Ready to teach at a distance: the "4Cs" to engage students

According to researchers, 4 keys promote student engagement in their learning: content, collaboration, competition and creation. More info and examples in our article today.

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Researchers have identified 4 things that appear to have been successful in boosting student engagement at 112 schools across the United States last spring. Here they are, along with suggestions for digital tools to experience them, both in class and remotely.

In spring and summer 2020, researchers from Baylor University, in Texas, discussed with leaders from 112 schools to understand the factors that positively influenced the rapid shift to distance education. 

In a previous article, we went over the three themes they recommend focusing on to prepare: well-being, engagement and feedback (in class, as remotely).

Today, we focus on engaging students in their learning. In their interviews, the researchers identified what they call the 4Cs of engagement: content, collaboration, competition, and creation.

1. Content

At the end of the last school year, many teachers have experimented, either by choice or by obligation, with new ways of delivering content. Schools that were already using e-learning platforms such as Schoology and Canvas (very popular in the United States, to which we could add for our context Google Classroom and Microsoft Teams) have made the transition to online education relatively smoothly.

For kindergarten to grade two teachers, Seesaw has proven to be an invaluable tool due to its ease of use and ability to give and receive feedback.

Finally, applications like Edpuzzle and Pear Deck allow teachers to incorporate questions and foster interaction in videos and presentations Google Slides. We could probably add Didacti for Quebec, in particular.

2. Competition

Friendly competition, especially for knowledge activation, is a great way to engage students, the researchers say. Quizlet is a good revision tool for almost any subject, the use of which is facilitated by the large number of quizzes already created by teachers and students everywhere (mostly in English). In addition, the tool allows young people to receive immediate feedback on what they know and don't know.

Kahoot! has also been a favorite in the quiz type for several years now. It allows students to compete against each other in an interactive game format, in class or remotely.

Let us also mention Gimkit, developed by a high school kid who loved Kahoot !, but wanted to make improvements. In style, we also like Wooclap, developed in Belgium.

3. Collaboration

The shift to distance learning required teachers to vary the tools they used to facilitate virtual collaboration. Here are three tools that have proven invaluable in several circles surveyed by researchers.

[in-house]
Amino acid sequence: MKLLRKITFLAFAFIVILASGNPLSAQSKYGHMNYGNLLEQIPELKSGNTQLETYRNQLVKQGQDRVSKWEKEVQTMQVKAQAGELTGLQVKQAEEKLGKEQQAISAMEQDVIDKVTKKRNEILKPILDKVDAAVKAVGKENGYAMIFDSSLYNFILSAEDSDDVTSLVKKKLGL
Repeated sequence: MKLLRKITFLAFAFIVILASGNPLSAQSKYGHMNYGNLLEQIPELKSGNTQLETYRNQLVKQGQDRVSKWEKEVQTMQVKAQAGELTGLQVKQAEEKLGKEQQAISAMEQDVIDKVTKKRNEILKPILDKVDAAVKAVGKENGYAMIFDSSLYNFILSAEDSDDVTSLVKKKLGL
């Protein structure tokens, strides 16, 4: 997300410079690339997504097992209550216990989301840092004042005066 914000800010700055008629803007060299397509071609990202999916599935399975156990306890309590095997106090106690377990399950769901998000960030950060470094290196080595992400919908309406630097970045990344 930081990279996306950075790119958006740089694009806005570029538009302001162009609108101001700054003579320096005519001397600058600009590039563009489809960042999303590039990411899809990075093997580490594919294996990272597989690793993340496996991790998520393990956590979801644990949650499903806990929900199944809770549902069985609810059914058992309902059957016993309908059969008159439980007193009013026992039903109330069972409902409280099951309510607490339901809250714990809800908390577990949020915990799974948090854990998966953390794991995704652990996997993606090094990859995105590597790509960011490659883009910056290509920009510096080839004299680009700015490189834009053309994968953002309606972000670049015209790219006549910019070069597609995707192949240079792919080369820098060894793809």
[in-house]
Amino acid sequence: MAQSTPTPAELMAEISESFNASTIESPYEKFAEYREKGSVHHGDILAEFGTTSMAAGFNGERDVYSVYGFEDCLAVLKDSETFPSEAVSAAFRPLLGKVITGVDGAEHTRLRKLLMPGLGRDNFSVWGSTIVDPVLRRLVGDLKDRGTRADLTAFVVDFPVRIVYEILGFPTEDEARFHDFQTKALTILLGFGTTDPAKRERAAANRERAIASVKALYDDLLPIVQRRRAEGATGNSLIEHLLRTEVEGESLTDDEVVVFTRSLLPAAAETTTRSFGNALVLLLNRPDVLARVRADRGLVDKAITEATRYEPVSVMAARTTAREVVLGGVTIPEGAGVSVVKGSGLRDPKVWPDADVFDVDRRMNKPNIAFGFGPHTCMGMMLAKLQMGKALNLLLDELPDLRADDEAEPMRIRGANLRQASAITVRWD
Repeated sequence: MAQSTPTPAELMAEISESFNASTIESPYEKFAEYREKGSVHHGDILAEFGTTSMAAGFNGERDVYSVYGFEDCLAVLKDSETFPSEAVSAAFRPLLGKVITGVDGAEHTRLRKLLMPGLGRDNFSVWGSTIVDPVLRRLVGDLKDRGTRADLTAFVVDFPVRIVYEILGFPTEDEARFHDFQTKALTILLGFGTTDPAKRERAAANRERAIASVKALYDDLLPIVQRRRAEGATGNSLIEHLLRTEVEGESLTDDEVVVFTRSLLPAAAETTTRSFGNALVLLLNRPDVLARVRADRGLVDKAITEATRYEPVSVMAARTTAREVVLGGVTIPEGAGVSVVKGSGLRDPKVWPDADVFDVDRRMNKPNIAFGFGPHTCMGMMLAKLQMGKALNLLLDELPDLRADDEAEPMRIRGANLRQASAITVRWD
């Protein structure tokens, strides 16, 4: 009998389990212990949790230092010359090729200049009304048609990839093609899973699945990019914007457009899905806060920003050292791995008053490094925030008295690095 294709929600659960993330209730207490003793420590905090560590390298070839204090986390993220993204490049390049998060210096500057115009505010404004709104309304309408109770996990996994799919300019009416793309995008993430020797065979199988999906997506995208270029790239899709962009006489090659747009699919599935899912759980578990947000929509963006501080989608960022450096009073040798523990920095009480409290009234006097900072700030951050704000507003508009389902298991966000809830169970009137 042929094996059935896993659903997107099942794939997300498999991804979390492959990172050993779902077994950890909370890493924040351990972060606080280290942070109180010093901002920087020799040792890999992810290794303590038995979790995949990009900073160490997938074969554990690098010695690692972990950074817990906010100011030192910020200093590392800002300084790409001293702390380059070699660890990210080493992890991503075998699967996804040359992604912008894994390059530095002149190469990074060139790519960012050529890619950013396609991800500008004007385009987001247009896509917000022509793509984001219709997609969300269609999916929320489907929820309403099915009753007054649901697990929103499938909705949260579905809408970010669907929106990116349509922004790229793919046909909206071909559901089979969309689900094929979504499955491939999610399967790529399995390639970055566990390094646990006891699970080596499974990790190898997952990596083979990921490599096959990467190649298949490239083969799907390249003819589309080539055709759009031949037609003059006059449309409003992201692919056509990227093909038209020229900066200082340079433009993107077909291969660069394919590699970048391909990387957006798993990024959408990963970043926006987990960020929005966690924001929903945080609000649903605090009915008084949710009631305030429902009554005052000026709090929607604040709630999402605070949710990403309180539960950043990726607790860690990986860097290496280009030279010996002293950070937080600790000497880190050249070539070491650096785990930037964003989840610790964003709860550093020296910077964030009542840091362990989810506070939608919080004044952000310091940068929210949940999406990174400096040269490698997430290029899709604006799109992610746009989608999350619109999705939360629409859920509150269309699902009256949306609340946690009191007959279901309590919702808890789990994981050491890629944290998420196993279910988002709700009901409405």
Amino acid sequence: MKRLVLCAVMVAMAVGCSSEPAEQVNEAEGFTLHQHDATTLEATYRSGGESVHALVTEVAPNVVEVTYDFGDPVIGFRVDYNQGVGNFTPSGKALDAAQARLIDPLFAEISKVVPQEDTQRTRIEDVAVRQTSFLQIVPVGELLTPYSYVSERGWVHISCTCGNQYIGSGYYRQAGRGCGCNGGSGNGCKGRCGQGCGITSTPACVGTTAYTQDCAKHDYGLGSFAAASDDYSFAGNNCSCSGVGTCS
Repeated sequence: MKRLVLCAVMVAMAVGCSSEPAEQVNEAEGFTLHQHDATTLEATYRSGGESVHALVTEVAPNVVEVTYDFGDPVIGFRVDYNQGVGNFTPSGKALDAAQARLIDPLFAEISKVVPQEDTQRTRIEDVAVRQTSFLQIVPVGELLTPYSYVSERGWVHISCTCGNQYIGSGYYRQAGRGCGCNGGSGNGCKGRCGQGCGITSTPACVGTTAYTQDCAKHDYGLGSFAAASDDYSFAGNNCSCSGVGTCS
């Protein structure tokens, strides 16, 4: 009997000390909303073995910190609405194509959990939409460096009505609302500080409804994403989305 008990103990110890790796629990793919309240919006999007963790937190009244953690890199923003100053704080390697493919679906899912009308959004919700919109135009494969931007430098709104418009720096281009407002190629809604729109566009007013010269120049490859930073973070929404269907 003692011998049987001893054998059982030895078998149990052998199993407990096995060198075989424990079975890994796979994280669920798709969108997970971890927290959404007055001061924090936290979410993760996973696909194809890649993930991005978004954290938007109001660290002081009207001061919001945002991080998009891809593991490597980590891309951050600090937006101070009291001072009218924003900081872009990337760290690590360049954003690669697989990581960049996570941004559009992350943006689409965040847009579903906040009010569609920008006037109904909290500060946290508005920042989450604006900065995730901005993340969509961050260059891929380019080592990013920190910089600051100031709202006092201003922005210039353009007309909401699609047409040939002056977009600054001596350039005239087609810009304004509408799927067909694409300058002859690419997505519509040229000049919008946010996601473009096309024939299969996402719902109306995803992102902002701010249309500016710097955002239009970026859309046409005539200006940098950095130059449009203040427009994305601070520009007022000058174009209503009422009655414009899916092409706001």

• Parlay allows teachers to virtually follow students' discussions around meaningful texts and triggers, with the aim of getting them to develop their thinking.
  • Mentimeter allows students and teachers to collect real-time data in the form of word clouds, leaderboards and multiple choice quizzes.
  • Wall is a digital workspace for virtual collaboration that allows teachers and students to publish, group, and rearrange ideas in real time.

4. Creation

The creation of content by young people allows them to develop their autonomy and considerably increases the level of engagement. Tools such as Can go, Piktochart and Padlet allow students to create digital images and content. Screencastify, GoFormative and Loom allow them to annotate and explain complex problems.

For its part, Flipgrid allows you to submit photos and videos, which can then be commented on by teachers and other students. Finally, Clips and iMovie (for iPad) are examples of apps that empower young people to tell their own stories.

To read the original article by Jonathan Becker, professor at Baylor University, visit on the Edutopia website. And you, what were your essentials during confinement and that you keep at the start of the year to be ready for any eventuality?

Several digital tools mentioned in this article are the subject of CréaCamps trainings of the École branchée this year. Complete programming is here.

   Carrefour education also presents articles on these tools: Seesaw, Canvas, Edpuzzle, Pear Deck, Quizlet, Mentimeter, Piktochart, Padlet (alternatives), Flipgrid, iMovie.

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About the Author

Audrey Miller
Audrey Miller
General manager of École branchée, Audrey holds a graduate degree in educational technologies and a bachelor's degree in public communication. Member of the Order of Excellence in Education of Quebec, she is particularly interested in the professional development of teachers, information in the digital age and media education, while actively creating bridges between the actors of the educational ecosystem since 1999. She is involved these days in particular in Edteq Association and as a member of the ACELF Communications Committee. When she has free time, she is passionate about her children, his rabbits, horses, good wine and... Web programming!

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